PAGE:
Is it ironic, or just self-serving, that Richard Florida, the man who urged cities to attract the so-called creative class with policies that made housing unaffordable, now writes a Wall Street Journal article (link to full article for non-subscribers) arguing that “homeownership is overrated”? Pay no attention to the facts behind the curtain, which are that growth-management policies encouraged by Florida’s ideas created an affordability crisis, which led policymakers in Washington to pressure lenders to loosen mortgage criteria so people could buy overpriced homes, and that growth-management also made prices more volatile so that eventually a large share of American homeowners would be underwater.
Florida can get away with his brazen approach because most of his followers don’t understand economics well enough to follow the above train of logic. As George Mason University economist Dan Klein points out in the very next day’s WSJ, when asked if “restrictions on housing development make housing less affordable,” 60 to 70 percent of liberals and progressives incorrectly answer “no.” By comparison, only 16 percent of libertarians and less than 23 percent of conservatives said “no.”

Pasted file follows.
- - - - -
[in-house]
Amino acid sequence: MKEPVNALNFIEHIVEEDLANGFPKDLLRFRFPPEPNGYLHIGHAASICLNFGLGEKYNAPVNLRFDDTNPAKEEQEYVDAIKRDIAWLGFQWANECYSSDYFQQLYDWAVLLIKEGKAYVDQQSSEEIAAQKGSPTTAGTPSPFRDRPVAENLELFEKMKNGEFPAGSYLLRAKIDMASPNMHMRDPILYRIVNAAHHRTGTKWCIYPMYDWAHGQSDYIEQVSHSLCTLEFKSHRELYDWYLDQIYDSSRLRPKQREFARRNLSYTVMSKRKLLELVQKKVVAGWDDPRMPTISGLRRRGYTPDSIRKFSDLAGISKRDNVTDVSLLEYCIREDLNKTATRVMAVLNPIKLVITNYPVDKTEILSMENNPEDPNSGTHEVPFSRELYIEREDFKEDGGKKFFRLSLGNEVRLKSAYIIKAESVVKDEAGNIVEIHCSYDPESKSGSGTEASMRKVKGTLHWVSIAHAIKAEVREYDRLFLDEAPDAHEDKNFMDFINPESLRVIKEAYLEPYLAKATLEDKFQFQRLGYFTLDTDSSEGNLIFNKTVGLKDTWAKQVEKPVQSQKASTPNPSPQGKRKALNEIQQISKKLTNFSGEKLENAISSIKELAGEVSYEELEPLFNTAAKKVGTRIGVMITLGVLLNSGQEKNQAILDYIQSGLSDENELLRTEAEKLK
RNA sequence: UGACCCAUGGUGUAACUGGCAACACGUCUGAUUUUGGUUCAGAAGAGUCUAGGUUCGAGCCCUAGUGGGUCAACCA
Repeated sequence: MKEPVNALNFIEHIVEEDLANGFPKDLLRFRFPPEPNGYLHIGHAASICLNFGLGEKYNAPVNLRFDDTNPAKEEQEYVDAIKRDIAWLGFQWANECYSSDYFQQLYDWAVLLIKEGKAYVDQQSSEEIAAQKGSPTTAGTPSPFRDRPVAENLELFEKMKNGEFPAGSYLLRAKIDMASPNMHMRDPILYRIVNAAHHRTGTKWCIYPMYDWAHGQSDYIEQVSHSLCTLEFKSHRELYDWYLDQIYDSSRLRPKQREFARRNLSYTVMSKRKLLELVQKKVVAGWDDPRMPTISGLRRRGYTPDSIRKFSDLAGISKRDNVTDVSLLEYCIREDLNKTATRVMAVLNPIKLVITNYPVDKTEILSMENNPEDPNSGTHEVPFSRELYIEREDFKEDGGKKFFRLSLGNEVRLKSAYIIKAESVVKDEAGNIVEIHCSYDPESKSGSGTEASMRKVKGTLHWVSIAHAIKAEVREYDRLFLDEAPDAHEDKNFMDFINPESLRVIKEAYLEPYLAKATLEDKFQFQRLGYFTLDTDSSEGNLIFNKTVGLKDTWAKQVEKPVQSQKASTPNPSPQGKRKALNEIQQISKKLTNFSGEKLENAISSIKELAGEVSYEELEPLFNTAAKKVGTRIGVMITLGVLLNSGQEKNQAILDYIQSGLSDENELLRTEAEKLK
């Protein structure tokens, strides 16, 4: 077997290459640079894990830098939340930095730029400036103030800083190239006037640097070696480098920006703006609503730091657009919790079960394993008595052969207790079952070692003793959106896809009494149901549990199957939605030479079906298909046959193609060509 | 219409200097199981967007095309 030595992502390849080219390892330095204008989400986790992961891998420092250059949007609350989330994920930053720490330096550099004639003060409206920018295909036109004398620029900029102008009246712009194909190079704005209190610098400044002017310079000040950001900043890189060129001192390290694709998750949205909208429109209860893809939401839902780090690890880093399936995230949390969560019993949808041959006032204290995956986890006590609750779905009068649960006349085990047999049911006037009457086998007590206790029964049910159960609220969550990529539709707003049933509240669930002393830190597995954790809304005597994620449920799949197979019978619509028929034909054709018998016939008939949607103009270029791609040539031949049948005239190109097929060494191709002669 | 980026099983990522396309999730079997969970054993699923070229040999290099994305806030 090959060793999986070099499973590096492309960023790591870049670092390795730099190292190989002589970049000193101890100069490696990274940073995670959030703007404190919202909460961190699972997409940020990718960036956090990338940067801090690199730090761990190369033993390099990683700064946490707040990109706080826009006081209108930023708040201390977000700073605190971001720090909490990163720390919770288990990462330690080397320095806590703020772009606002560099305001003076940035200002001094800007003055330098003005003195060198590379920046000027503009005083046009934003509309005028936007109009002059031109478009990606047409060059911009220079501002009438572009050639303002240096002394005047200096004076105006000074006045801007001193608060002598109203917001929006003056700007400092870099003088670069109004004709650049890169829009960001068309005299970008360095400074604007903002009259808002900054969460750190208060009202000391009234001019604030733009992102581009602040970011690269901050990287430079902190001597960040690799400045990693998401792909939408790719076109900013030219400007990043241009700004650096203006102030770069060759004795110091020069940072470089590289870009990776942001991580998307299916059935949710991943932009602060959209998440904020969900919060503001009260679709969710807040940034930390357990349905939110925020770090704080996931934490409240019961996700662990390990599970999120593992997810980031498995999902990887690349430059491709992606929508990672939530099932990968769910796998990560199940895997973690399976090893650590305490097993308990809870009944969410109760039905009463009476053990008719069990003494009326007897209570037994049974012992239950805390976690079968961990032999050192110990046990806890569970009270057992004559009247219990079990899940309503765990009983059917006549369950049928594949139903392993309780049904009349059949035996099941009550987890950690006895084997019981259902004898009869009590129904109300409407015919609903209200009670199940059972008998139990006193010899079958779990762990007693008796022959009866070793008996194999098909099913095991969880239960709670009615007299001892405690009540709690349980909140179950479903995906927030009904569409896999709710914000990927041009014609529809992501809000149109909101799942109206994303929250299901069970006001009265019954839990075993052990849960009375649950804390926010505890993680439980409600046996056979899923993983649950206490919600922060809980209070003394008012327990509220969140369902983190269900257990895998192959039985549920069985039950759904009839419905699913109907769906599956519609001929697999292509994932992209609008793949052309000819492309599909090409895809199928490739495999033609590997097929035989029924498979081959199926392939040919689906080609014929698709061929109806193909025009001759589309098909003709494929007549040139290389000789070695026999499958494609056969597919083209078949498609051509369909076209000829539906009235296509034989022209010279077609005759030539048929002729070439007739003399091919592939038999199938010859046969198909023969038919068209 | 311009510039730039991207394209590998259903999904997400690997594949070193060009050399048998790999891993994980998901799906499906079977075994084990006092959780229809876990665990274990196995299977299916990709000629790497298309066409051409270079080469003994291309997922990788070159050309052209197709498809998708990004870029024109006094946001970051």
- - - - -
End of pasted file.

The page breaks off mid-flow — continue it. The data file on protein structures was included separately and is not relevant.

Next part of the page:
This raises some interesting questions. Does economic ignorance lead people to lean left? Or do progressives cultivate economic ignorance? Klein doesn’t speculate about the answer. However, I suspect that some people find economics to be more intuitive than others, and those who don’t easily understand it are more likely to be attracted by flim-flam artists such as Richard Florida.